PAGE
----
gravity - you have every thing correct except there is no such thing as an oversized flue. If this was true we could not vent 6 pieces of equipment in the same flue on a three story apartment building. If you have three furnaces and three waters heaters the flue is 12 to 14 times bigger than a single water heater flue running by itself.

    rundawg and gravity are both using combustion air numbers based on real combustion. When combustion air is sized it is based on equipment running 60 minutes every hour. If this is the case something might be wrong with the equipment unless it is used for process. Also, combustion air numbers are based on a room that is 100% air tight with no leaks (a safe, submarine, coffin?).

    Draft pressure combined with combustion analyzer measurements are the only true determinations if there is plenty of combustion air in an area and if it is actually getting to the equipment. The only place this can be determined is in the field, on the job, under the infinite conditions that exist in the field, not a book based on opinions.

    How do we know we have never been in a room without enough combustion air? WE ARE ALIVE!!!
    captain CO

  5. #30
    Join Date
    Sep 2019
    Location
    Northeast
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    Quote Originally Posted by rundawg View Post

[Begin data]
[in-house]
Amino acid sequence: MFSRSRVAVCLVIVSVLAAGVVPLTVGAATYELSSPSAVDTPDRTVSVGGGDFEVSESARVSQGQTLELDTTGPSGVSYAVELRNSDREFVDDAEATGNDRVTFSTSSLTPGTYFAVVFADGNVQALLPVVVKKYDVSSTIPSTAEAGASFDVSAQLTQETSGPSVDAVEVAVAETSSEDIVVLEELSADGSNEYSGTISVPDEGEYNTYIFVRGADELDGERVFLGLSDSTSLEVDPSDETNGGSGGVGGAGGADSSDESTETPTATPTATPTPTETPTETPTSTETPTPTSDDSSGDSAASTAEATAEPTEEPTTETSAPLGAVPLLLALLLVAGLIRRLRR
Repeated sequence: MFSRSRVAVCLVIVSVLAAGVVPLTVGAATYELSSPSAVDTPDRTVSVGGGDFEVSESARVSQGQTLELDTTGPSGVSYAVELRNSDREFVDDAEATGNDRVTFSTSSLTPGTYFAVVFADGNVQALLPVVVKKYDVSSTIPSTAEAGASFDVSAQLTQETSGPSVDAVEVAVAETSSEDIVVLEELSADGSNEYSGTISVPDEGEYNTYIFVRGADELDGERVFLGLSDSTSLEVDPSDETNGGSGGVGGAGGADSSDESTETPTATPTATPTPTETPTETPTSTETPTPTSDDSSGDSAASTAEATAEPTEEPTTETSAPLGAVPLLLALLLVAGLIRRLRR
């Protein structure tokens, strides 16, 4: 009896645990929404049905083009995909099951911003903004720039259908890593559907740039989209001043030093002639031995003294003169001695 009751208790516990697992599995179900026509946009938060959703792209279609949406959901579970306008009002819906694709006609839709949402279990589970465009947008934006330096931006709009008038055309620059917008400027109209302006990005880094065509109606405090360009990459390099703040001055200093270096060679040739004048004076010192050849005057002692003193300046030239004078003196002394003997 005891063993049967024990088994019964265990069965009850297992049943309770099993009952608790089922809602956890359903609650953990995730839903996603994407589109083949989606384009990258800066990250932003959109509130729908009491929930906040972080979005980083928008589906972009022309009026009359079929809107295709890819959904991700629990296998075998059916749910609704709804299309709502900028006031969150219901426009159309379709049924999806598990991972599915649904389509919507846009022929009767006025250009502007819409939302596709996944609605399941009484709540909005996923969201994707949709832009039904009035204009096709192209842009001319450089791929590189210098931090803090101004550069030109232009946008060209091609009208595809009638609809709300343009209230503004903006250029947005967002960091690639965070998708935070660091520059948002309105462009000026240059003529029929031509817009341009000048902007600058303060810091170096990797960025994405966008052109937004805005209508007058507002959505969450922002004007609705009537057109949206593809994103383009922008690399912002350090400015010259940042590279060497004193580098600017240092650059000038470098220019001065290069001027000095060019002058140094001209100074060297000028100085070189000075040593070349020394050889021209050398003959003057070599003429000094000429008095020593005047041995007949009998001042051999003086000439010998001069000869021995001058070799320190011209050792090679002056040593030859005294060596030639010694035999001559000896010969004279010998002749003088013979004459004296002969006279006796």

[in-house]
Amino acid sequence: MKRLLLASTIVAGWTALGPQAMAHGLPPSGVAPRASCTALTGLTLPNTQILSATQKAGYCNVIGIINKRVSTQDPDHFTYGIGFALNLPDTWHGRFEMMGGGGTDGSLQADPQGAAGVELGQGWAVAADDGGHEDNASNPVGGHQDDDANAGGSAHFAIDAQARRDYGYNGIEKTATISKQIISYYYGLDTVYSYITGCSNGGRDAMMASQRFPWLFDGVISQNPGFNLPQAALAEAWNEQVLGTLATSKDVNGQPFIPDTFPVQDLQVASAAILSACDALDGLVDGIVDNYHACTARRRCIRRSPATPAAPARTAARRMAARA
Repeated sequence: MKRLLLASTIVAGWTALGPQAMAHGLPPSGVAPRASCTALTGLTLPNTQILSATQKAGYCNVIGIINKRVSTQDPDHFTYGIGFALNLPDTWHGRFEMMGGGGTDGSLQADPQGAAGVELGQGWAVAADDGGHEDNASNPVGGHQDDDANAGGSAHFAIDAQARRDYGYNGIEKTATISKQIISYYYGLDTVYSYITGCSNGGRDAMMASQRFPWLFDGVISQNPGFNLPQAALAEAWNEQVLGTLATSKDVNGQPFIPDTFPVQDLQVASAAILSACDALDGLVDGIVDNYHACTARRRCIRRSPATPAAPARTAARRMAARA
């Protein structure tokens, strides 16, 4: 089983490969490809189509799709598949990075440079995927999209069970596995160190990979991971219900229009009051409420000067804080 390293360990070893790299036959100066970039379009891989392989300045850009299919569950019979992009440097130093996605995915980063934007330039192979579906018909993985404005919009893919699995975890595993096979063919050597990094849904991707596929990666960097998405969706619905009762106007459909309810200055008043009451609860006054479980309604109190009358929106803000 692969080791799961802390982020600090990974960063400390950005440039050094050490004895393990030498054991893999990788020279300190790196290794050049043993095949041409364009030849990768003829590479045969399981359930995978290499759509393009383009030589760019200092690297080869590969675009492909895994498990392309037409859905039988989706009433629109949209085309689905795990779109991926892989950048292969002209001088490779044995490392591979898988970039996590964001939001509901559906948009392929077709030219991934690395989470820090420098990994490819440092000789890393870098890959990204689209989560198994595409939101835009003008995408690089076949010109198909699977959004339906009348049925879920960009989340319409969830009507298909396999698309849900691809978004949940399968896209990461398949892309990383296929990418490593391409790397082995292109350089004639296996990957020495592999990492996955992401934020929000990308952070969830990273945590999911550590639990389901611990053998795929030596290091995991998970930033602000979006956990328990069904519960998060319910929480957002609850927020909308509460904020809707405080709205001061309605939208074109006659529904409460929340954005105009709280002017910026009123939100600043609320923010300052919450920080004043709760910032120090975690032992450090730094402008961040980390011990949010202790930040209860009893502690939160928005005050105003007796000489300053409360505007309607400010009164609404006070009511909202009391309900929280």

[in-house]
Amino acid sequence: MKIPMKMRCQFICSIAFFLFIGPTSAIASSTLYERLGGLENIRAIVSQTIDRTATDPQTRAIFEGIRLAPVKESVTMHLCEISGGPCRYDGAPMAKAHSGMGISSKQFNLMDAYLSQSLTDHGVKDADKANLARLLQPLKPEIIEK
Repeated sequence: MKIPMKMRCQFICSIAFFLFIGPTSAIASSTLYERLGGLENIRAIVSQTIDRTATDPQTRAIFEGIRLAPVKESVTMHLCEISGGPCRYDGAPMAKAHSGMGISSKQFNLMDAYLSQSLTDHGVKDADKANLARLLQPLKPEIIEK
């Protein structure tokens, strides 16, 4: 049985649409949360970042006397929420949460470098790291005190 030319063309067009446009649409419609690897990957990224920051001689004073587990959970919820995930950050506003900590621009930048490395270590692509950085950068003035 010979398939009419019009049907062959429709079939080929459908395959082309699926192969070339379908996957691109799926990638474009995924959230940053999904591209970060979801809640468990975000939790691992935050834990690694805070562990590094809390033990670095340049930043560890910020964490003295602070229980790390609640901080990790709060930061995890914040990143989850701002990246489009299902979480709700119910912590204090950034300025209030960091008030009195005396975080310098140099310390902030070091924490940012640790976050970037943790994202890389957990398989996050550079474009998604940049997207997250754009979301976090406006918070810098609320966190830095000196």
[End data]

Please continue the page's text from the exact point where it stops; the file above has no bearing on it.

Natural draft appliances need 30 cfm of combustion air (15 to burn and 15 for dilution air) per 1 cuft of natural gas burned, as previously mentioned.

    Example: 100,000 btuh input appliance (always based on input).

    Burns 100 cuft per hour divided by 60 mins = 1.6666 cuft per min (cfm).

    1.6666 cfm natural gas x 30 cfm of combustion air = 50 cfm of combustion air (not 60 as "superheatmaster" listed) .

    It is just easier to calculate required combustion air if you divided the cubic feet per hour of natural gas input by 2 - 100/2 = 50 cfm

    Should these natural draft appliances have a barometric damper instead of a draft hood, the combustion air can be reduced to 20 cfm per cuft of natural gas burned (15 cuft for the fuel to burn and 5 cuft for the barometric).

    And in this case, just divide the cubic feet per hour of natural gas burned by 3 - 100/3 = 33.3cfm.
    Well said.

  6. #31
    Join Date
    Mar 2015
    Location
    Medford, N.Y.
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    What is the required CuFt of combustion air needed for a 1 Gal oil boiler? I was told at a Beckett Class to use 4200 CuFt for 1 Gal.

  7. #32
    Join Date
    Aug 2002
    Location
    Cincinnati, Ohio